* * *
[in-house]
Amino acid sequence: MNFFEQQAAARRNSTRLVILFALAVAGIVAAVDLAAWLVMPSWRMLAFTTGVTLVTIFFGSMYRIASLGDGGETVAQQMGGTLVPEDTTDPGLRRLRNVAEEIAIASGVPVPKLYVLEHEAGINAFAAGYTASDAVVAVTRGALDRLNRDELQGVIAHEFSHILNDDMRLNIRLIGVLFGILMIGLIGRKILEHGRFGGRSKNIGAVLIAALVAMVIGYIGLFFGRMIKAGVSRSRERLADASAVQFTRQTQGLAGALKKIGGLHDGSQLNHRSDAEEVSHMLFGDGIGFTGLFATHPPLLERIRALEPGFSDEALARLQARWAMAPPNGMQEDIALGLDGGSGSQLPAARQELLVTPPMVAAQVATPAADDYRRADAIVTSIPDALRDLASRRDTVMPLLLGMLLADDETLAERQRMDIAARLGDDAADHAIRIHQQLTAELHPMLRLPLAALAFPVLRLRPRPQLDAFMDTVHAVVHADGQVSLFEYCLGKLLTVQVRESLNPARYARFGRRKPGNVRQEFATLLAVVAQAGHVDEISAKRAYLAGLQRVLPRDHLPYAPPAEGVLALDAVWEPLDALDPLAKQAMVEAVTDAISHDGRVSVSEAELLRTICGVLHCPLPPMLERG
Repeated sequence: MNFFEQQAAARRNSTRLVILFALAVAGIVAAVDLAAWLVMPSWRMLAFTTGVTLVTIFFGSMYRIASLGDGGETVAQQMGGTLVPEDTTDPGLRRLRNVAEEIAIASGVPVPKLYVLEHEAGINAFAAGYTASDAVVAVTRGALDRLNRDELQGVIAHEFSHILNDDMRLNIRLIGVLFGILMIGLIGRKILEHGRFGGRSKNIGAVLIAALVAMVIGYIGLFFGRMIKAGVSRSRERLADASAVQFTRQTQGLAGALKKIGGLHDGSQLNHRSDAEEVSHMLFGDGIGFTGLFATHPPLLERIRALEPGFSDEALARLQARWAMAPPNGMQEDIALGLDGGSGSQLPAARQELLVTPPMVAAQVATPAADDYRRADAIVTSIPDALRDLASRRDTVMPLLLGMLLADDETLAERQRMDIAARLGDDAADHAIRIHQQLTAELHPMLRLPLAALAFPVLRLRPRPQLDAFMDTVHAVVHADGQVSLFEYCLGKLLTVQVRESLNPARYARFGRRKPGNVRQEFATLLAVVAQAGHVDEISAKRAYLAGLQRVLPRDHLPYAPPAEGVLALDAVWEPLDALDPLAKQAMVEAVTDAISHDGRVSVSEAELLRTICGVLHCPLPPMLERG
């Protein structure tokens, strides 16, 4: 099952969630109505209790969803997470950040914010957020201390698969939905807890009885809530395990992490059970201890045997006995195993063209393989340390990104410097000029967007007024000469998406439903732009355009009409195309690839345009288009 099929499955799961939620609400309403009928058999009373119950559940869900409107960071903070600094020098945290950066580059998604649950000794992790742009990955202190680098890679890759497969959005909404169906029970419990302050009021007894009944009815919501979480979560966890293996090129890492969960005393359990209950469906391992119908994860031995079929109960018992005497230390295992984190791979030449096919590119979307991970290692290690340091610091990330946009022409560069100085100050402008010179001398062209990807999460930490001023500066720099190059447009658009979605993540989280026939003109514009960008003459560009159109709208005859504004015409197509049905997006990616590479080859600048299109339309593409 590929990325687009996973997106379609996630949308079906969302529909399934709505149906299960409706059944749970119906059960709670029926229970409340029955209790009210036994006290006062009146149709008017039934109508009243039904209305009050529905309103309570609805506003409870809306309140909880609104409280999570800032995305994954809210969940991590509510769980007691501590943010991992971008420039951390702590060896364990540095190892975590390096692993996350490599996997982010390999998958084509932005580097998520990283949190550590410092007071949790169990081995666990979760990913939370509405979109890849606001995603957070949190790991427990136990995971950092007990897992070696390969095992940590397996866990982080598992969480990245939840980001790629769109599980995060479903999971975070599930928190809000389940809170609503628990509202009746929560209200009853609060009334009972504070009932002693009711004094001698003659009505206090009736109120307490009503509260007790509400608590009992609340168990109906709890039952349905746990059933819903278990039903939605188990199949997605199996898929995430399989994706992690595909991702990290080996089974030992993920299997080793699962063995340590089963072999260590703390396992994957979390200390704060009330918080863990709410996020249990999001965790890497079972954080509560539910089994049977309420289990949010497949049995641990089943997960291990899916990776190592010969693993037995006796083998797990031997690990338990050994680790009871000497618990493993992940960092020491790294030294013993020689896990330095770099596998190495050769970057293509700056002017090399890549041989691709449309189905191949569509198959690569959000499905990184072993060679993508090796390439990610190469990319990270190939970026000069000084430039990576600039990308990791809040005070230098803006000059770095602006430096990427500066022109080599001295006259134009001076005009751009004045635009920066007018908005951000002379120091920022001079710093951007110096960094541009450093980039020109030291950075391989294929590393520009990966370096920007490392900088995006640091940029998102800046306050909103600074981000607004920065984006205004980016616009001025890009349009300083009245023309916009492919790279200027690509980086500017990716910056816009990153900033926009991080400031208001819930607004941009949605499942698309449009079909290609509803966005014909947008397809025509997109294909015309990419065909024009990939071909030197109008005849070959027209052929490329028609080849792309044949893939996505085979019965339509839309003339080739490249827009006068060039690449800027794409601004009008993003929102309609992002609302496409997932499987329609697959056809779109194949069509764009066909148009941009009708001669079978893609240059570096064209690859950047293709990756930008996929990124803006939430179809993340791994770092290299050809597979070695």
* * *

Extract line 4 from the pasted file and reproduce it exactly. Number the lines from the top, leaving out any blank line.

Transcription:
């Protein structure tokens, strides 16, 4: 099952969630109505209790969803997470950040914010957020201390698969939905807890009885809530395990992490059970201890045997006995195993063209393989340390990104410097000029967007007024000469998406439903732009355009009409195309690839345009288009 099929499955799961939620609400309403009928058999009373119950559940869900409107960071903070600094020098945290950066580059998604649950000794992790742009990955202190680098890679890759497969959005909404169906029970419990302050009021007894009944009815919501979480979560966890293996090129890492969960005393359990209950469906391992119908994860031995079929109960018992005497230390295992984190791979030449096919590119979307991970290692290690340091610091990330946009022409560069100085100050402008010179001398062209990807999460930490001023500066720099190059447009658009979605993540989280026939003109514009960008003459560009159109709208005859504004015409197509049905997006990616590479080859600048299109339309593409 590929990325687009996973997106379609996630949308079906969302529909399934709505149906299960409706059944749970119906059960709670029926229970409340029955209790009210036994006290006062009146149709008017039934109508009243039904209305009050529905309103309570609805506003409870809306309140909880609104409280999570800032995305994954809210969940991590509510769980007691501590943010991992971008420039951390702590060896364990540095190892975590390096692993996350490599996997982010390999998958084509932005580097998520990283949190550590410092007071949790169990081995666990979760990913939370509405979109890849606001995603957070949190790991427990136990995971950092007990897992070696390969095992940590397996866990982080598992969480990245939840980001790629769109599980995060479903999971975070599930928190809000389940809170609503628990509202009746929560209200009853609060009334009972504070009932002693009711004094001698003659009505206090009736109120307490009503509260007790509400608590009992609340168990109906709890039952349905746990059933819903278990039903939605188990199949997605199996898929995430399989994706992690595909991702990290080996089974030992993920299997080793699962063995340590089963072999260590703390396992994957979390200390704060009330918080863990709410996020249990999001965790890497079972954080509560539910089994049977309420289990949010497949049995641990089943997960291990899916990776190592010969693993037995006796083998797990031997690990338990050994680790009871000497618990493993992940960092020491790294030294013993020689896990330095770099596998190495050769970057293509700056002017090399890549041989691709449309189905191949569509198959690569959000499905990184072993060679993508090796390439990610190469990319990270190939970026000069000084430039990576600039990308990791809040005070230098803006000059770095602006430096990427500066022109080599001295006259134009001076005009751009004045635009920066007018908005951000002379120091920022001079710093951007110096960094541009450093980039020109030291950075391989294929590393520009990966370096920007490392900088995006640091940029998102800046306050909103600074981000607004920065984006205004980016616009001025890009349009300083009245023309916009492919790279200027690509980086500017990716910056816009990153900033926009991080400031208001819930607004941009949605499942698309449009079909290609509803966005014909947008397809025509997109294909015309990419065909024009990939071909030197109008005849070959027209052929490329028609080849792309044949893939996505085979019965339509839309003339080739490249827009006068060039690449800027794409601004009008993003929102309609992002609302496409997932499987329609697959056809779109194949069509764009066909148009941009009708001669079978893609240059570096064209690859950047293709990756930008996929990124803006939430179809993340791994770092290299050809597979070695």